Several members of the shad and herring family are sometimes caught by anglers. Most recreational fishing for shad and river herring occurs in the spring in freshwater rivers and creeks of the Atlantic Coast.
Shad and herring are anadromous; they spend much of their lives in the Atlantic Ocean or coastal estuaries. In spring, adults make spawning migrations up rivers, creeks and streams. After spawning, adults return to saltwater until the next season.
The largest member of the family is the American shad. These beautifully colored fish are a challenge to land on light tackle. American shad are known for their leaping ability and spectacular runs when hooked.
A smaller species is the Hickory shad, which average around 14-20 inches in length. Strong hickory shad spawning populations exist in several eastern rivers.
Two species of river herring are related to shad, but are smaller in size. Like shad, river herring are difficult to identify and are often found together. Both bluebacks and alewives reach lengths of 10-14 inches in length and weigh about 8-10 ounces.
The blueback herring is found in rivers and creeks throughout New England and the Mid Atlantic. Adult bluebacks spawn in freshwater rivers in late spring, after the alewife has spawned.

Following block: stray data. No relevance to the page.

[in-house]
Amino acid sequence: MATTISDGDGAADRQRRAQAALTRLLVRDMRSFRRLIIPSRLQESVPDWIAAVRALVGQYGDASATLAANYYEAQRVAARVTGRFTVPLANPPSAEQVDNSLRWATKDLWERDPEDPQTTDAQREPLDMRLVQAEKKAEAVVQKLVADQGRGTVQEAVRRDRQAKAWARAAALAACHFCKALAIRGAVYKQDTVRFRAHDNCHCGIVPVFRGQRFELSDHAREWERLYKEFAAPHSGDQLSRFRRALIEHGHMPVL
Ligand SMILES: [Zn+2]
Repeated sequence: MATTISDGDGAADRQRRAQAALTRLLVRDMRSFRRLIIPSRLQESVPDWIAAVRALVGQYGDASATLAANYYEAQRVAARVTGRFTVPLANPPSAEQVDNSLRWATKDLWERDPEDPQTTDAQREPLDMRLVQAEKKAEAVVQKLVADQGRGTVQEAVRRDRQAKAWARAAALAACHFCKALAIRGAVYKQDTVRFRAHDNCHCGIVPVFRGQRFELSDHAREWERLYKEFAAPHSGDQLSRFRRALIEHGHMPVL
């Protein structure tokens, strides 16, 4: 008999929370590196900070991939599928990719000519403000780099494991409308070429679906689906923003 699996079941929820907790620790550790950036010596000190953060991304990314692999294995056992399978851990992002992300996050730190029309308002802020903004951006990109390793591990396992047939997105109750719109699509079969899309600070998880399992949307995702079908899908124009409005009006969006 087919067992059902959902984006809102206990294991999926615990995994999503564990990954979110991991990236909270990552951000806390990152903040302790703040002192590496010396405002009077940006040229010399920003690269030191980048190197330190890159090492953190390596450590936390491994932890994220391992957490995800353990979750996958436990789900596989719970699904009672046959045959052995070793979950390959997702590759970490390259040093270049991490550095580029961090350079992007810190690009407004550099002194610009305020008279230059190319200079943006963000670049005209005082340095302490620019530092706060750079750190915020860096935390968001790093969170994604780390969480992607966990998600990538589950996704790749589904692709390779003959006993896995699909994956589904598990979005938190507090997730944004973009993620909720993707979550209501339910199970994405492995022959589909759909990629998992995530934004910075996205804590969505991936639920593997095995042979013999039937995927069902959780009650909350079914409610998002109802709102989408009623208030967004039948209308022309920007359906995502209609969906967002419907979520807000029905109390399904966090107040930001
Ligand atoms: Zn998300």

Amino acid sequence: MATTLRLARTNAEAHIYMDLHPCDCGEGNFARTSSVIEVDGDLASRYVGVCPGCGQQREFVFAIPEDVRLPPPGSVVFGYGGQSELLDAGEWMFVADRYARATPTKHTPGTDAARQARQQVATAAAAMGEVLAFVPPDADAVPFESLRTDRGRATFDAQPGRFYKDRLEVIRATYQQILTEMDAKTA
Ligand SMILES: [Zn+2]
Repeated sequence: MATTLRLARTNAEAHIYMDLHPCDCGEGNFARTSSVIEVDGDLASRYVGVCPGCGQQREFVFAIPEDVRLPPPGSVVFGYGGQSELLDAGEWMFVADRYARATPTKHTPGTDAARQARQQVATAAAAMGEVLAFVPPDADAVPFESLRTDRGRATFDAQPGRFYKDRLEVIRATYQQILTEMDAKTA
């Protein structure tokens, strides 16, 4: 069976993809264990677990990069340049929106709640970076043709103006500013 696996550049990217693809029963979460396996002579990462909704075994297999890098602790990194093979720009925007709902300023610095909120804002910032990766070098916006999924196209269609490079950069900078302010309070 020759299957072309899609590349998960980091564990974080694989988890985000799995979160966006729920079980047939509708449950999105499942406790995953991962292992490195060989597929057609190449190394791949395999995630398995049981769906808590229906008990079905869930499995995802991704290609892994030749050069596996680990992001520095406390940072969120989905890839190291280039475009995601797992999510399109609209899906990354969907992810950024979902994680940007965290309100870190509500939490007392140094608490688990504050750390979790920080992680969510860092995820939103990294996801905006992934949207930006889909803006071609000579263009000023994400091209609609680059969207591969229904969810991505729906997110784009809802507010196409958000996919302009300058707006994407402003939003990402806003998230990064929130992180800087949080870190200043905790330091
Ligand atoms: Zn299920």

The alewife is similar. This herring is grayish or violet above with a silver underbelly. The alewife usually has a distinct dusky spot just behind the upper region of its gill cover. The name alewife refers to the large belly of the fish, which reminded New England fishermen of barmaids or “ale wives”.
Both shad and herring seek out shallow creeks or pools with areas of gravel or hard sandy bottoms. They are associated with flowing water and can sometimes be caught in areas where creeks are restricted and flows accelerate.
Both shad and river herring are caught using shad darts, jigs, spoons, or other small, bright lures. They are also caught with fly fishing gear and flashy fly patterns.